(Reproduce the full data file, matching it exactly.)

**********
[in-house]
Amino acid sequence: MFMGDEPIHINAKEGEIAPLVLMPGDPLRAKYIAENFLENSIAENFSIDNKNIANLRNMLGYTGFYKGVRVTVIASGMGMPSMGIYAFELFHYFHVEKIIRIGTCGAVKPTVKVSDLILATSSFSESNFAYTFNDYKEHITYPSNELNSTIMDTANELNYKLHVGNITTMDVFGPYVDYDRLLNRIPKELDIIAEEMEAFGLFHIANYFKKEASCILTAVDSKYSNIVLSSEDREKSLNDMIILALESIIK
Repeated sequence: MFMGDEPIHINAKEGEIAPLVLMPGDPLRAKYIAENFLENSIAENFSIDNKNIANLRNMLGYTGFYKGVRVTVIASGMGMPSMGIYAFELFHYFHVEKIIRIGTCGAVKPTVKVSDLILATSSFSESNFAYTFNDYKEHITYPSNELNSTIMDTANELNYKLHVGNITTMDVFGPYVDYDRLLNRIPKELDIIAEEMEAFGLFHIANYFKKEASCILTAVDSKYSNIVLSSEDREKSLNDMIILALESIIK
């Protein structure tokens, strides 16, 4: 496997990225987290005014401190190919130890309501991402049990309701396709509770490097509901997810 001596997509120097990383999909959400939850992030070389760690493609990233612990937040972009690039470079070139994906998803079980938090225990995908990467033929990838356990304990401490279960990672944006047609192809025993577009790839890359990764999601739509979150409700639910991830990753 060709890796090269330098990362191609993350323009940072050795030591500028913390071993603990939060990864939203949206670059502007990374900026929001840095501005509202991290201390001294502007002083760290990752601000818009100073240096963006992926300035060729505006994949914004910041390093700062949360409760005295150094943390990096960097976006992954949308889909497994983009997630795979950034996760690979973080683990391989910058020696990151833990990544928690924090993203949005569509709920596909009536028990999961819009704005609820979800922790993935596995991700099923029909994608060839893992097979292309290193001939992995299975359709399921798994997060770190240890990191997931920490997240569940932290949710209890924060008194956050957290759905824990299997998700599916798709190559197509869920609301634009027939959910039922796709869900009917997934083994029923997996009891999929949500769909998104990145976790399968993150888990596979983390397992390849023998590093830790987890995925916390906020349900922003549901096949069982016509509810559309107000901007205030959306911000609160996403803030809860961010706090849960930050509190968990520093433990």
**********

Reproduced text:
[in-house]
Amino acid sequence: MFMGDEPIHINAKEGEIAPLVLMPGDPLRAKYIAENFLENSIAENFSIDNKNIANLRNMLGYTGFYKGVRVTVIASGMGMPSMGIYAFELFHYFHVEKIIRIGTCGAVKPTVKVSDLILATSSFSESNFAYTFNDYKEHITYPSNELNSTIMDTANELNYKLHVGNITTMDVFGPYVDYDRLLNRIPKELDIIAEEMEAFGLFHIANYFKKEASCILTAVDSKYSNIVLSSEDREKSLNDMIILALESIIK
Repeated sequence: MFMGDEPIHINAKEGEIAPLVLMPGDPLRAKYIAENFLENSIAENFSIDNKNIANLRNMLGYTGFYKGVRVTVIASGMGMPSMGIYAFELFHYFHVEKIIRIGTCGAVKPTVKVSDLILATSSFSESNFAYTFNDYKEHITYPSNELNSTIMDTANELNYKLHVGNITTMDVFGPYVDYDRLLNRIPKELDIIAEEMEAFGLFHIANYFKKEASCILTAVDSKYSNIVLSSEDREKSLNDMIILALESIIK
């Protein structure tokens, strides 16, 4: 496997990225987290005014401190190919130890309501991402049990309701396709509770490097509901997810 001596997509120097990383999909959400939850992030070389760690493609990233612990937040972009690039470079070139994906998803079980938090225990995908990467033929990838356990304990401490279960990672944006047609192809025993577009790839890359990764999601739509979150409700639910991830990753 060709890796090269330098990362191609993350323009940072050795030591500028913390071993603990939060990864939203949206670059502007990374900026929001840095501005509202991290201390001294502007002083760290990752601000818009100073240096963006992926300035060729505006994949914004910041390093700062949360409760005295150094943390990096960097976006992954949308889909497994983009997630795979950034996760690979973080683990391989910058020696990151833990990544928690924090993203949005569509709920596909009536028990999961819009704005609820979800922790993935596995991700099923029909994608060839893992097979292309290193001939992995299975359709399921798994997060770190240890990191997931920490997240569940932290949710209890924060008194956050957290759905824990299997998700599916798709190559197509869920609301634009027939959910039922796709869900009917997934083994029923997996009891999929949500769909998104990145976790399968993150888990596979983390397992390849023998590093830790987890995925916390906020349900922003549901096949069982016509509810559309107000901007205030959306911000609160996403803030809860961010706090849960930050509190968990520093433990």